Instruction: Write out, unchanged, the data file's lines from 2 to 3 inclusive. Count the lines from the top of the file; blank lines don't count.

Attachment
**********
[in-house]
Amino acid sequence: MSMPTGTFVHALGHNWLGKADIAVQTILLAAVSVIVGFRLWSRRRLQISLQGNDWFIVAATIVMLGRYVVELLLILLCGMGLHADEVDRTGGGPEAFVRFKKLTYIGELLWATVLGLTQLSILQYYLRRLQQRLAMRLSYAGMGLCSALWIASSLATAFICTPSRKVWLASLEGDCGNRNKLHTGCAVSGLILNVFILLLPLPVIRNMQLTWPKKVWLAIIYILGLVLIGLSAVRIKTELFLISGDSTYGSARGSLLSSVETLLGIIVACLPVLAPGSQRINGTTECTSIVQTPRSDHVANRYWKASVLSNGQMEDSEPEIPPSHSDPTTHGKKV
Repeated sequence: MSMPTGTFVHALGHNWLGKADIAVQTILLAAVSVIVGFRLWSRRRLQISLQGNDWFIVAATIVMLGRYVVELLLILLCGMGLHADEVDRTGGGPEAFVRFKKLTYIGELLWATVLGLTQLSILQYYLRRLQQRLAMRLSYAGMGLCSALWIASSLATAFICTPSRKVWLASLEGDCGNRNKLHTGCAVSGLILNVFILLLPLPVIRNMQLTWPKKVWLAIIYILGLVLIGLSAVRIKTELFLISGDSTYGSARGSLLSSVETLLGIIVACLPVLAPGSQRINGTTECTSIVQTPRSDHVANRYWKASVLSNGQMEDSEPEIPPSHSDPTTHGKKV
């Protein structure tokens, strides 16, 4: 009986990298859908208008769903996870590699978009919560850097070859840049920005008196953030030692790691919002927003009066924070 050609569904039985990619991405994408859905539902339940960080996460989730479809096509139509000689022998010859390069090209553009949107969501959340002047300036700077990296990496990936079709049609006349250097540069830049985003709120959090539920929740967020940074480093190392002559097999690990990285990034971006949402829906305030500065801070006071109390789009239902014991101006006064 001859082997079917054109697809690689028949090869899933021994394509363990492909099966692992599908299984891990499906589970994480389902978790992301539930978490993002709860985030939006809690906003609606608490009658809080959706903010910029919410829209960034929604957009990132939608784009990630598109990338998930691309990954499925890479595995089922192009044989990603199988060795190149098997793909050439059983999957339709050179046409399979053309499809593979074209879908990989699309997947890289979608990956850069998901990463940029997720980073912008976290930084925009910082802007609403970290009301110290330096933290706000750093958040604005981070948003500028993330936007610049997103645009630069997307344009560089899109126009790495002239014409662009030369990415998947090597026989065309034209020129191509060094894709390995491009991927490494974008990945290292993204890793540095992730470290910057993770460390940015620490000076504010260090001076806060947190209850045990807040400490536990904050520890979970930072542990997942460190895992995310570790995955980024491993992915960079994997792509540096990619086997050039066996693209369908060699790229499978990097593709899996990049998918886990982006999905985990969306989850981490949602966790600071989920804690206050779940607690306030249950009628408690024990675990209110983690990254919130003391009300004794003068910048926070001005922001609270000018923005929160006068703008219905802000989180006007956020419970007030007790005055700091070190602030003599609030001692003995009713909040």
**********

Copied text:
Amino acid sequence: MSMPTGTFVHALGHNWLGKADIAVQTILLAAVSVIVGFRLWSRRRLQISLQGNDWFIVAATIVMLGRYVVELLLILLCGMGLHADEVDRTGGGPEAFVRFKKLTYIGELLWATVLGLTQLSILQYYLRRLQQRLAMRLSYAGMGLCSALWIASSLATAFICTPSRKVWLASLEGDCGNRNKLHTGCAVSGLILNVFILLLPLPVIRNMQLTWPKKVWLAIIYILGLVLIGLSAVRIKTELFLISGDSTYGSARGSLLSSVETLLGIIVACLPVLAPGSQRINGTTECTSIVQTPRSDHVANRYWKASVLSNGQMEDSEPEIPPSHSDPTTHGKKV
Repeated sequence: MSMPTGTFVHALGHNWLGKADIAVQTILLAAVSVIVGFRLWSRRRLQISLQGNDWFIVAATIVMLGRYVVELLLILLCGMGLHADEVDRTGGGPEAFVRFKKLTYIGELLWATVLGLTQLSILQYYLRRLQQRLAMRLSYAGMGLCSALWIASSLATAFICTPSRKVWLASLEGDCGNRNKLHTGCAVSGLILNVFILLLPLPVIRNMQLTWPKKVWLAIIYILGLVLIGLSAVRIKTELFLISGDSTYGSARGSLLSSVETLLGIIVACLPVLAPGSQRINGTTECTSIVQTPRSDHVANRYWKASVLSNGQMEDSEPEIPPSHSDPTTHGKKV